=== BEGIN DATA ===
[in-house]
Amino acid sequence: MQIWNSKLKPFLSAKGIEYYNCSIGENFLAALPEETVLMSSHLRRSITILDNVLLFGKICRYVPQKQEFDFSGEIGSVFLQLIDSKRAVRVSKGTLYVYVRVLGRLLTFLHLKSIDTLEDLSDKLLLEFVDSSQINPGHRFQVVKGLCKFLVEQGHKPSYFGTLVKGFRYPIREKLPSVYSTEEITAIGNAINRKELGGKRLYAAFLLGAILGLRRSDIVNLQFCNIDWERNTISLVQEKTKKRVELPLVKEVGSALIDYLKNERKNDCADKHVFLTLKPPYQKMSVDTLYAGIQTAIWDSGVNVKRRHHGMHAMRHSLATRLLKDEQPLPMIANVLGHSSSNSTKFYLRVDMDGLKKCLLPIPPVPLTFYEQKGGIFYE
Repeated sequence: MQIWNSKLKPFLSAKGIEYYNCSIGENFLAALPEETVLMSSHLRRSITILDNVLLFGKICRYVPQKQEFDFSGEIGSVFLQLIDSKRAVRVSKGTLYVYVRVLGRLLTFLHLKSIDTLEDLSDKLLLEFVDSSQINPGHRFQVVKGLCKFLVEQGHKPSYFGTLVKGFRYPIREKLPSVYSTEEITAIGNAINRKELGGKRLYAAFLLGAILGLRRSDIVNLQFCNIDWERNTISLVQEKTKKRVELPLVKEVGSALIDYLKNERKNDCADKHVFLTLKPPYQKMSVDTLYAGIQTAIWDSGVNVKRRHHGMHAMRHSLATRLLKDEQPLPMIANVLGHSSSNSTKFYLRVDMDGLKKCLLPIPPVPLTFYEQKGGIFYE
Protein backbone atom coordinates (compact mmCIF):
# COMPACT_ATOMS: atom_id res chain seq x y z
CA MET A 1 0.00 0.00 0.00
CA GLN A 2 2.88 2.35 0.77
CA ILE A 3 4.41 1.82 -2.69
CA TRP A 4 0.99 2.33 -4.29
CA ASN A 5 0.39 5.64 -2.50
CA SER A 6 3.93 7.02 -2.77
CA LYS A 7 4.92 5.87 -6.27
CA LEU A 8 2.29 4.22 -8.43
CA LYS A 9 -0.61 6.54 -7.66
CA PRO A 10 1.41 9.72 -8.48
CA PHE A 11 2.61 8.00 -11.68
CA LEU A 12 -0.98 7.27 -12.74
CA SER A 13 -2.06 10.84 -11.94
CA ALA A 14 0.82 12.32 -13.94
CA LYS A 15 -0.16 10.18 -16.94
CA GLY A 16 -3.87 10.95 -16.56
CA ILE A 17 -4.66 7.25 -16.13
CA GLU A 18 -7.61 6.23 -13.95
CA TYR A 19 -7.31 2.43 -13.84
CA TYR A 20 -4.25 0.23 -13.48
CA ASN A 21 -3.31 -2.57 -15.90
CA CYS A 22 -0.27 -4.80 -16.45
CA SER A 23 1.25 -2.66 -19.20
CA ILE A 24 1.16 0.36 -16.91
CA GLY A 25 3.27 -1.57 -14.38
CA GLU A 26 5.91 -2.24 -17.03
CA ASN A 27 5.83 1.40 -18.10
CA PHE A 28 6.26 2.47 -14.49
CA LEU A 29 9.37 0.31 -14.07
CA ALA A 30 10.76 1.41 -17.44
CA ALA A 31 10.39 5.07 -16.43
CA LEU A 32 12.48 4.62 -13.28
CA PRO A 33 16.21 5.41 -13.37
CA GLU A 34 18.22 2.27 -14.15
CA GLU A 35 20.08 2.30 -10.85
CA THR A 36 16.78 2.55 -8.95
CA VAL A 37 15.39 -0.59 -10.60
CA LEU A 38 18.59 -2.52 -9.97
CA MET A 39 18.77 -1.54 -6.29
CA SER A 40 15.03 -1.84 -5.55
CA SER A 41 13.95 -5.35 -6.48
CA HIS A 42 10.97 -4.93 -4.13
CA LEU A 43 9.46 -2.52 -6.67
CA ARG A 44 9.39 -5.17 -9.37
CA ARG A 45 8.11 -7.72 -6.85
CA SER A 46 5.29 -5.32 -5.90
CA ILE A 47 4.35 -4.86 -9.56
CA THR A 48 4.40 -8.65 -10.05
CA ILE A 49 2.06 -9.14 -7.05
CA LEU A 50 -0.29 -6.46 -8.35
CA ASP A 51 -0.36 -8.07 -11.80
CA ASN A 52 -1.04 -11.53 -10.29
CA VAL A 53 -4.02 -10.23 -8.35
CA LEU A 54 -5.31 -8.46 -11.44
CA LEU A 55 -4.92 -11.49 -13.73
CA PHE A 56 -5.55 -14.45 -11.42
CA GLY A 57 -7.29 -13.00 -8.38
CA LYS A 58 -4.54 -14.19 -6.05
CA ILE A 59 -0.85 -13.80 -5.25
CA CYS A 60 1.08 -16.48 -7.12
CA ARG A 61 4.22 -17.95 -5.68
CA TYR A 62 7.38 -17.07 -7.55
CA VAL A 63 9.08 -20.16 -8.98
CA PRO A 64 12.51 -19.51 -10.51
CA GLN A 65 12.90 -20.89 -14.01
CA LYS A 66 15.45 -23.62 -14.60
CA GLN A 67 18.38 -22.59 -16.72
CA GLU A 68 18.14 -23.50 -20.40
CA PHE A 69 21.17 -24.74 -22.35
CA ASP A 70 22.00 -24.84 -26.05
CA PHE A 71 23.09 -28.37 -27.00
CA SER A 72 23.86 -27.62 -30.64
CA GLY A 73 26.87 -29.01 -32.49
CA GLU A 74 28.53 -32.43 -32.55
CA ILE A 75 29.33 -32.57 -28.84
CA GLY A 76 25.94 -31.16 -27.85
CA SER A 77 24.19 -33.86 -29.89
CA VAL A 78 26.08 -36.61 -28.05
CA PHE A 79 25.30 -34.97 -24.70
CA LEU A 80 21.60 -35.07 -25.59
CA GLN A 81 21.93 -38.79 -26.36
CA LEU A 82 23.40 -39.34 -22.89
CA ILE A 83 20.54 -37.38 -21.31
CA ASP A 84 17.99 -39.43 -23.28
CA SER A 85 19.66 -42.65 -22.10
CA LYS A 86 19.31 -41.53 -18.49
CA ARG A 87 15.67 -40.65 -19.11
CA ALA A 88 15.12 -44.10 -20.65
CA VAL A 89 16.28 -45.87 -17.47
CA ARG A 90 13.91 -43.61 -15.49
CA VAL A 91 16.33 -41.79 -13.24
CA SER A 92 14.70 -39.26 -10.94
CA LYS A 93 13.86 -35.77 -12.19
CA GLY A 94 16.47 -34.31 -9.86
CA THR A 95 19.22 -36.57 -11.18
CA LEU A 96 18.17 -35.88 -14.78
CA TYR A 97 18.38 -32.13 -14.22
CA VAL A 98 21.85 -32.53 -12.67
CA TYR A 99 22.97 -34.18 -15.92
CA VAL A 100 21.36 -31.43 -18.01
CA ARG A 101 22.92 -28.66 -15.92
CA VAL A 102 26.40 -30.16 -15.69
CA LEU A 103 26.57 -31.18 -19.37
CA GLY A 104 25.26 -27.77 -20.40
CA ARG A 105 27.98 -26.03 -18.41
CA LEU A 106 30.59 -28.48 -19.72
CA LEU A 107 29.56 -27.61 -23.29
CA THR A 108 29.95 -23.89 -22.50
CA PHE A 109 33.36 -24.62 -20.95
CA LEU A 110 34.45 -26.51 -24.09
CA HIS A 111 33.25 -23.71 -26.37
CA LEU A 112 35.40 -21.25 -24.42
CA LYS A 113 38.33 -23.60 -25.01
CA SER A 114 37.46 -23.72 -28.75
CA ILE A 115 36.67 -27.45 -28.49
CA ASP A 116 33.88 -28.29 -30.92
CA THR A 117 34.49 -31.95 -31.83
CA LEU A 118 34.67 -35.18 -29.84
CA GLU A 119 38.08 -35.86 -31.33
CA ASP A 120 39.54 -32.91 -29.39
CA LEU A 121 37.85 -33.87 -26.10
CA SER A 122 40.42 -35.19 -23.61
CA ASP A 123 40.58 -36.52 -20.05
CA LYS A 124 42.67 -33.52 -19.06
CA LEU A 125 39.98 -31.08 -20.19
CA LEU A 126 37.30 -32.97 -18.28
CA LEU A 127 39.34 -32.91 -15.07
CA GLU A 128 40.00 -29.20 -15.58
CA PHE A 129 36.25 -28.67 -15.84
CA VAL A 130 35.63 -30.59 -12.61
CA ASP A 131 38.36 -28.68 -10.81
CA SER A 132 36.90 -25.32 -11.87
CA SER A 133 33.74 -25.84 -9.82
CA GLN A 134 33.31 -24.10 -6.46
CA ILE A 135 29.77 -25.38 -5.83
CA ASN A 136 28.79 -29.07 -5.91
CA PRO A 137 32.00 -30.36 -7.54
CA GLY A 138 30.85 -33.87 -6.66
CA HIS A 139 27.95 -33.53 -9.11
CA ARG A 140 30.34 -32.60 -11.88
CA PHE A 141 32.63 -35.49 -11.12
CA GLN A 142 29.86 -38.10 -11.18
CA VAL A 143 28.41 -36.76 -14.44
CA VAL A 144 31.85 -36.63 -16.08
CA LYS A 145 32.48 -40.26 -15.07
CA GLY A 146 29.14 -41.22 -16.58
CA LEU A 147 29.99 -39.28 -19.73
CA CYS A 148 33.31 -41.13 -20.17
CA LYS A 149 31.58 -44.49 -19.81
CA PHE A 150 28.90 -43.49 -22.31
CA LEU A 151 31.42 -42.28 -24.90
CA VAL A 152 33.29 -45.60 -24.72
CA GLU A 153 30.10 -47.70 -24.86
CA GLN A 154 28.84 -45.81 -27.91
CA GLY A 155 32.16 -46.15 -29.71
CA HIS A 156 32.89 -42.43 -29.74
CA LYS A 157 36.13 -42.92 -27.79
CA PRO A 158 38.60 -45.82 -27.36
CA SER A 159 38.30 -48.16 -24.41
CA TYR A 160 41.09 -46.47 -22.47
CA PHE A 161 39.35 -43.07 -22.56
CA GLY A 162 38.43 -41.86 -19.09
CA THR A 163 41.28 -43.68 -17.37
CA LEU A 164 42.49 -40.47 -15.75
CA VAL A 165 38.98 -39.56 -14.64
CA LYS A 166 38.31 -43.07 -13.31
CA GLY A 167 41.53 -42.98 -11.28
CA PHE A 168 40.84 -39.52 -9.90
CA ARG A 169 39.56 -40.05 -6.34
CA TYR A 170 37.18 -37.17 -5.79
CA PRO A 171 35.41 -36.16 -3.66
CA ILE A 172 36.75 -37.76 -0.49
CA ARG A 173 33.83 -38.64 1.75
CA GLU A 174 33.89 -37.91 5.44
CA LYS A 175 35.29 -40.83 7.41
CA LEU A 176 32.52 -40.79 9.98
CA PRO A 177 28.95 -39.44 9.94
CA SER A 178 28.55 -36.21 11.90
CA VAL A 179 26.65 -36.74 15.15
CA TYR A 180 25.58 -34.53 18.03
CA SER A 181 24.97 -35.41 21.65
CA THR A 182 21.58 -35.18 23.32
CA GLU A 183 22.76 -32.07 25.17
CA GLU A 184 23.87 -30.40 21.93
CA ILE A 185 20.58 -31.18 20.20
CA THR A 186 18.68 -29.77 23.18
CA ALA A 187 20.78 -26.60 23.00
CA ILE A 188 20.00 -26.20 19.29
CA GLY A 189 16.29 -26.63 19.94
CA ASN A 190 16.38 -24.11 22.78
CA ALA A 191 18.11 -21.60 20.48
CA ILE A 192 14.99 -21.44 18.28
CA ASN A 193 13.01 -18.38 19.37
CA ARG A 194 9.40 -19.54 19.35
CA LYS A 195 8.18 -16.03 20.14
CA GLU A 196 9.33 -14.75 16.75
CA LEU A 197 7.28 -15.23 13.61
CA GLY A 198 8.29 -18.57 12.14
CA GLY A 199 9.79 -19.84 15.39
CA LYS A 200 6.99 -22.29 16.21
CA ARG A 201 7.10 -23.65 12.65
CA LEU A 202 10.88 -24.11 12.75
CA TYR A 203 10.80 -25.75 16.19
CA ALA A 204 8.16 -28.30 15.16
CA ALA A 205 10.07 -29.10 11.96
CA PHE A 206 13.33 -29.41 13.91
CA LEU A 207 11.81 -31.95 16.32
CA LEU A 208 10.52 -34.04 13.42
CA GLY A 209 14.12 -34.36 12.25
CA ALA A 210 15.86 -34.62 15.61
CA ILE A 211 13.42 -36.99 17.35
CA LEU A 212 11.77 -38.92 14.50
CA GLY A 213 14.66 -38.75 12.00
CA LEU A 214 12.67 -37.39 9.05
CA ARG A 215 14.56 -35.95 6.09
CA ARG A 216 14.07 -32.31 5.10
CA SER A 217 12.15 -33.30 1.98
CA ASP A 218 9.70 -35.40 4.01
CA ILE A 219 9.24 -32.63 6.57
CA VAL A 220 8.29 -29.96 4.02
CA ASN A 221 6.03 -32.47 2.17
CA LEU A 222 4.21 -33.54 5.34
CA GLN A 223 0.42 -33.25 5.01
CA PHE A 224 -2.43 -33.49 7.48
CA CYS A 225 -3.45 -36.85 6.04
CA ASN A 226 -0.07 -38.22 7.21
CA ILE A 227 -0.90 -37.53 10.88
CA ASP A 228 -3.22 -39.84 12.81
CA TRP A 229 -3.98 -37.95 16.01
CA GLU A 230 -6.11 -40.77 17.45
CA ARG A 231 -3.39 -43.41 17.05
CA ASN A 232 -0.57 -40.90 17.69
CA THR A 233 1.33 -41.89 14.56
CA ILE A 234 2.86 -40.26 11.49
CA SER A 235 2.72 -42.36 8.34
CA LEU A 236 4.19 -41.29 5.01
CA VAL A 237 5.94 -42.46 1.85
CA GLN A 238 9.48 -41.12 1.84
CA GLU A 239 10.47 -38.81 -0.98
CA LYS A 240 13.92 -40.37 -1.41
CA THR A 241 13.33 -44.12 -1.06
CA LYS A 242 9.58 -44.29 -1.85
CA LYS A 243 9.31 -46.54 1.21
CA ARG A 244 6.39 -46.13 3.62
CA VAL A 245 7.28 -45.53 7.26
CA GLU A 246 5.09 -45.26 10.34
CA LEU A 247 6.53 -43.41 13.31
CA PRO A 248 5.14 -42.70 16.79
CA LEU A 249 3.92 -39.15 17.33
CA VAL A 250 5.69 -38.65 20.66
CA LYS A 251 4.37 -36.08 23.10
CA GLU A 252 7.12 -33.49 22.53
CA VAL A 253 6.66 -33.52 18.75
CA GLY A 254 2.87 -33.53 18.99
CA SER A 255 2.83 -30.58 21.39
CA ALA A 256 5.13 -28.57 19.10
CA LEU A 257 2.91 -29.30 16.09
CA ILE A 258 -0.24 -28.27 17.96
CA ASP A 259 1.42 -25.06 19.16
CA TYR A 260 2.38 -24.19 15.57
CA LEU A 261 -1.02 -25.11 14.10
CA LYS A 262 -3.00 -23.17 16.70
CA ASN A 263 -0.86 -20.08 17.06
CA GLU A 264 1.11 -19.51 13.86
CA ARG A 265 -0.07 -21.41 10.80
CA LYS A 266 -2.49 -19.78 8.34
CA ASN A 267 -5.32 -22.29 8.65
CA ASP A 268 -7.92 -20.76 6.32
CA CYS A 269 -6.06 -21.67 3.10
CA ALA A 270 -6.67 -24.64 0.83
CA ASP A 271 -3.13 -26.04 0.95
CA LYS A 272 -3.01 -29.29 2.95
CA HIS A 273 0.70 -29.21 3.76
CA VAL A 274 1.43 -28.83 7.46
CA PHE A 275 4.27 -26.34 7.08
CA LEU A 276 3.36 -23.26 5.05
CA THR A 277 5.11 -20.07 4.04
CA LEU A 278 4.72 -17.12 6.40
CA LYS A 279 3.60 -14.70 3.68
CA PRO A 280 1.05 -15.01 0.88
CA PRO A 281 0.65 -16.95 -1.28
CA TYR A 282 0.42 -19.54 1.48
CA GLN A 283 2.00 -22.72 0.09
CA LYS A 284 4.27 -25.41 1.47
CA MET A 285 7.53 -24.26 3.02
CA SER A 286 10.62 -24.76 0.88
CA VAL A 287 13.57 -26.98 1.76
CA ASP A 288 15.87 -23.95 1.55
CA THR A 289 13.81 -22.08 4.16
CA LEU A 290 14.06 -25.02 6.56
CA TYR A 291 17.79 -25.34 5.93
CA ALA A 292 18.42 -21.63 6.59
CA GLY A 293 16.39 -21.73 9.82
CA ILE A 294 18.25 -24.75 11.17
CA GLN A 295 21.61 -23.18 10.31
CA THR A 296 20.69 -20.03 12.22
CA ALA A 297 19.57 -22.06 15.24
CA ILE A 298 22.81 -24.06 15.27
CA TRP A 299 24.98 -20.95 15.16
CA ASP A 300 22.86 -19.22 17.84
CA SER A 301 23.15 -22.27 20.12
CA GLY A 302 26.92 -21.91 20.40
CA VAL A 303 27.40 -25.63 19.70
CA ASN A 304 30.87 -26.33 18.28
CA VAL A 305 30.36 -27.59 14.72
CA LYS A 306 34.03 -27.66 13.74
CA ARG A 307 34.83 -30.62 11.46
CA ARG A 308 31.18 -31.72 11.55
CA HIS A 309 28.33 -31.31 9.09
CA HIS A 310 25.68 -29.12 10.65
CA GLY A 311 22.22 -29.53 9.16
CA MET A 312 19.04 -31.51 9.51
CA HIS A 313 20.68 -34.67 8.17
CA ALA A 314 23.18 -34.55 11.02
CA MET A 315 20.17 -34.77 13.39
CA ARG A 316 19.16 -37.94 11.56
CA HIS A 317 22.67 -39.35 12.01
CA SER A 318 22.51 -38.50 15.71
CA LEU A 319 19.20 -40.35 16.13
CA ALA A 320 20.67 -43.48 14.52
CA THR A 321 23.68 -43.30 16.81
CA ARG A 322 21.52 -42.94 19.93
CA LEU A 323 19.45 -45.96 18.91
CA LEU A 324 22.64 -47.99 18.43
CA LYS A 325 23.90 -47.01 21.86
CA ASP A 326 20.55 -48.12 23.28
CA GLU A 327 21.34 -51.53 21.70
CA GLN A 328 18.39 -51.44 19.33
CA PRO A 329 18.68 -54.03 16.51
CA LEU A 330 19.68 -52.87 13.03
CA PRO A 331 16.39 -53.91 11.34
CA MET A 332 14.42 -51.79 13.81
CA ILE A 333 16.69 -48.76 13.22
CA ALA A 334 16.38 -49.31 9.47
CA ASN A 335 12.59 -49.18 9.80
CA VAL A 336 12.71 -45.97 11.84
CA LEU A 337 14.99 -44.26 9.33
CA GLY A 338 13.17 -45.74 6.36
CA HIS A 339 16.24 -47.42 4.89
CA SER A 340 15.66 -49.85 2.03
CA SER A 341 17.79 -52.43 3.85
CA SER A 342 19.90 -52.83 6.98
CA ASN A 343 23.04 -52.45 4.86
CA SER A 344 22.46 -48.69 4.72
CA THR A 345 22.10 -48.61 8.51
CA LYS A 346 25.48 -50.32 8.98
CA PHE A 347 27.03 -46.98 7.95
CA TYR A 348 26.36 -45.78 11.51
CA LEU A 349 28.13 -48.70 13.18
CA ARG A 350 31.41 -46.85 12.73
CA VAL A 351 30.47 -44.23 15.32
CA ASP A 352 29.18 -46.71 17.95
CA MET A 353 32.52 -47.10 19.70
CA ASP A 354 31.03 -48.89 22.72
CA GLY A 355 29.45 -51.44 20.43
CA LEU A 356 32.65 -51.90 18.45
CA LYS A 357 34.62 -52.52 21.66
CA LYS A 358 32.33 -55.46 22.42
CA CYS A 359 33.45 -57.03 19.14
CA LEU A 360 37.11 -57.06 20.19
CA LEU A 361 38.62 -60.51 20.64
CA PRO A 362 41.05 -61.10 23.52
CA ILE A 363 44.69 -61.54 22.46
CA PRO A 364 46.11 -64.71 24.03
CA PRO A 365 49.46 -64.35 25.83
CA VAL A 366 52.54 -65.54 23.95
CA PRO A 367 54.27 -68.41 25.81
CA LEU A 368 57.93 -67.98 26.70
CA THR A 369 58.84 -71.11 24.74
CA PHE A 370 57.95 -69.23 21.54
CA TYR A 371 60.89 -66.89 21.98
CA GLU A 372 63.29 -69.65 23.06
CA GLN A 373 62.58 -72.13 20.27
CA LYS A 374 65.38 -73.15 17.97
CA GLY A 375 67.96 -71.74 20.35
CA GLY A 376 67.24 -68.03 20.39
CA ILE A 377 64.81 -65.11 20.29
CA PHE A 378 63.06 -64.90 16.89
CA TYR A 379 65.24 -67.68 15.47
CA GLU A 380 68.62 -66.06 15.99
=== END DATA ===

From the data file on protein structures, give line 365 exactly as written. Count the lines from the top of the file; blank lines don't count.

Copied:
CA LEU A 360 37.11 -57.06 20.19